Friday, November 15, 2019

String of work zone collisions highlights dangers highway workers face

By Barbara LaBoe

Our roadside maintenance workers face risks every day, but we've had a particularly troubling couple of weeks – so we're again asking all travelers to help us keep everyone on the roadway safe.

A recent string of crashes and injuries started a few hours before Halloween and now numbers four crashes and several injuries. The numbers are especially poignant this week during National Traffic Incident Response Awareness Week, designed to raise awareness about the dangers roadway responders face and the need to keep them safe.
Left: An accordion-like attenuator on the back of our TMA normally looks like this, as it’s designed to absorb the impact from a crash and protect crews up ahead. Right: A crash along I-5 on Oct. 30 smashed this attenuator flat.

The string of recent frightening incidents started just before Halloween on the night of Wednesday, Oct. 30, when a vehicle struck one of our parked Truck Mounted Attenuator (TMA) vehicles that was protecting crews along I-5 in Lacey as they were clearing a blocked drain. The large, accordion-like attenuator was smashed flat by the impact and our worker driving the TMA was taken to the hospital with neck pain and was off work afterwards to recover.

A few hours later at 2 a.m. on Halloween morning, a semi truck clipped the bumper of a TMA in a work zone on SR 512 near the Washington State Fairgrounds in Puyallup, giving the TMA driver whiplash. The next morning, Friday, Nov. 1, a driver crashed their vehicle into one our dump trucks that was shielding a sweeper crew near the I-5/SR 512 interchange in Tacoma. After bouncing off our truck, the driver's vehicle was still going fast enough to move two large, heavy concrete barriers along the roadway. In this case our workers weren't hurt, but they were still shaken up and definitely put at risk.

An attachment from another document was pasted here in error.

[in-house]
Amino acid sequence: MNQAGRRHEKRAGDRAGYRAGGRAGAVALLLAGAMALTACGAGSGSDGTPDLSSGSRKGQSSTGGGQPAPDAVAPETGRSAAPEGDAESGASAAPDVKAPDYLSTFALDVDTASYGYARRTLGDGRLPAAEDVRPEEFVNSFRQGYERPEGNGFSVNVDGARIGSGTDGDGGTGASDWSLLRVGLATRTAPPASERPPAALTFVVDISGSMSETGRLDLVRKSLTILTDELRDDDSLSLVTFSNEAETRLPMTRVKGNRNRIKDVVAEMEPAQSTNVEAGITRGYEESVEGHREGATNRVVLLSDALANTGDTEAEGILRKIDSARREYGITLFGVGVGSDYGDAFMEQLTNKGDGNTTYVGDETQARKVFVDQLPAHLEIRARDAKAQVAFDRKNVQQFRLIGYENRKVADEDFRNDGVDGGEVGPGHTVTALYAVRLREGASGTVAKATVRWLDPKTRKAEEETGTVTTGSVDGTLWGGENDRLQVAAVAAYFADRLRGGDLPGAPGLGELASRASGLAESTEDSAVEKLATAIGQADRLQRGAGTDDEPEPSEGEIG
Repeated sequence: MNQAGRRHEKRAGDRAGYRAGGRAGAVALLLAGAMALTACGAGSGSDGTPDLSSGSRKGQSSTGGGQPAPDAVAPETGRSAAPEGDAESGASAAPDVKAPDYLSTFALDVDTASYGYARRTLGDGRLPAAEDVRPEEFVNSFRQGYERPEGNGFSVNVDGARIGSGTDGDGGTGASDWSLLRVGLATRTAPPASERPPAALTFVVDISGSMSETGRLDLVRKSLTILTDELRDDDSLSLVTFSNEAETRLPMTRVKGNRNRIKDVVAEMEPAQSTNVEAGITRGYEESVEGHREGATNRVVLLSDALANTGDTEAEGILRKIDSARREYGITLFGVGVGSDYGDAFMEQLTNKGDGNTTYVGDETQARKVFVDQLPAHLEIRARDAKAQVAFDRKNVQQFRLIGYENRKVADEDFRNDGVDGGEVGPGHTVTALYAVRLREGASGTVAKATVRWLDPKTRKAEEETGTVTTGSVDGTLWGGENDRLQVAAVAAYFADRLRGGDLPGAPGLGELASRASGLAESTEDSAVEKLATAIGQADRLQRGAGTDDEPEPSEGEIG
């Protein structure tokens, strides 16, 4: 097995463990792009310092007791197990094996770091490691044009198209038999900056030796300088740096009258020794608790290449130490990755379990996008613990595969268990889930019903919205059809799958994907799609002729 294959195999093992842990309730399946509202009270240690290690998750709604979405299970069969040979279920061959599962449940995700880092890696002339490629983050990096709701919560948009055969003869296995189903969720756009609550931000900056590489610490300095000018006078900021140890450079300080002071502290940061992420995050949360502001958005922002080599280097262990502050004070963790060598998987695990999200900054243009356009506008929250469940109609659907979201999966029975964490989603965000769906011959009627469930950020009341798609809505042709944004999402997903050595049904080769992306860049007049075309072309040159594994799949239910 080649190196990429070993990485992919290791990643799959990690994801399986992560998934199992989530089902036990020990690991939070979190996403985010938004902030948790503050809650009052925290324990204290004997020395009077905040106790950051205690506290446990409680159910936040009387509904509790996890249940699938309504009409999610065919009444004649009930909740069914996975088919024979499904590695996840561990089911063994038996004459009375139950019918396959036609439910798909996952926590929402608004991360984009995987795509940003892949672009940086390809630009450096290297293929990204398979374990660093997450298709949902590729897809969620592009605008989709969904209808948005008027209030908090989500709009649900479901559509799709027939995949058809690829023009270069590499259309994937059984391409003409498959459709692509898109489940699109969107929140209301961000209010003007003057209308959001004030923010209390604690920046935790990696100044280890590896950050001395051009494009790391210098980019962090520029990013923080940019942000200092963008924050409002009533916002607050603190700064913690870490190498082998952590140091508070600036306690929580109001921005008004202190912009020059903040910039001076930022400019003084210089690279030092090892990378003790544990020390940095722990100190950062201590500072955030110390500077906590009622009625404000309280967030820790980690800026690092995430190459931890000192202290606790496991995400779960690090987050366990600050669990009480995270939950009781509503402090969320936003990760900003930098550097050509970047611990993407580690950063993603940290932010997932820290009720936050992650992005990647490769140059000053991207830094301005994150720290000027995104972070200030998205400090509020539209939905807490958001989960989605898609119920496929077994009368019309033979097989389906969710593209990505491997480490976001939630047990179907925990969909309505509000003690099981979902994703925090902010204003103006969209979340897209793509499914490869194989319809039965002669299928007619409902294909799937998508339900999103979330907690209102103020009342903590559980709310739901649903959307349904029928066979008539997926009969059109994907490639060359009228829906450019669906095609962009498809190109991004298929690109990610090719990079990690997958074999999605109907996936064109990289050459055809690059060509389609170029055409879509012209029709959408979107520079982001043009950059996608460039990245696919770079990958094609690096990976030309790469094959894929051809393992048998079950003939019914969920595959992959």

The next week, on Thursday, Nov. 7, a pickup driven by a man under investigation for impaired driving, struck two of our workers while they were trimming trees alongside SR 104 near Port Gamble. The impact sent both workers to the hospital with injuries including a laceration that required staples and a fracture.
Left: A semi truck clipping a TMA along SR 512 damaged the attenuator and sent the TMA driver to the hospital.
Right: A car struck one of our dump trucks hard enough to move two large Jersey
barriers near the I-5/SR 512 interchange after bouncing off our truck.

Thankfully, none of these events caused life-threatening injuries, but all were certainly serious and concerning to the workers' families and coworkers. Imagine how you'd feel getting a call that a loved one had suffered these types of injuries or just barely escaped harm while at work. The difference between hospitalization or even death is often a matter of just inches or split-second reactions. Everyone working along the roadway – whether one of our crews, a contractor or first responder – is there to help keep travelers safe and keep traffic moving. And they all deserve to return home at the end of their shift.

That's why we need everyone's help to keep workers and travelers safe on our roadways. Please follow the state's Move Over or Slow Down law, which applies to several types of responders on the side of roadways including highway workers with flashing lights. Move over a lane as you approach crews on the roadside, and if you can't move over, slow down to 10 miles below the posted speed limit. While the bulk of construction has wrapped up for fall, we still have crews out on the road responding to maintenance needs and we'll also soon have snow and ice crews out in full force. Please do your part by paying attention whenever you're near a work zone or roadside crews.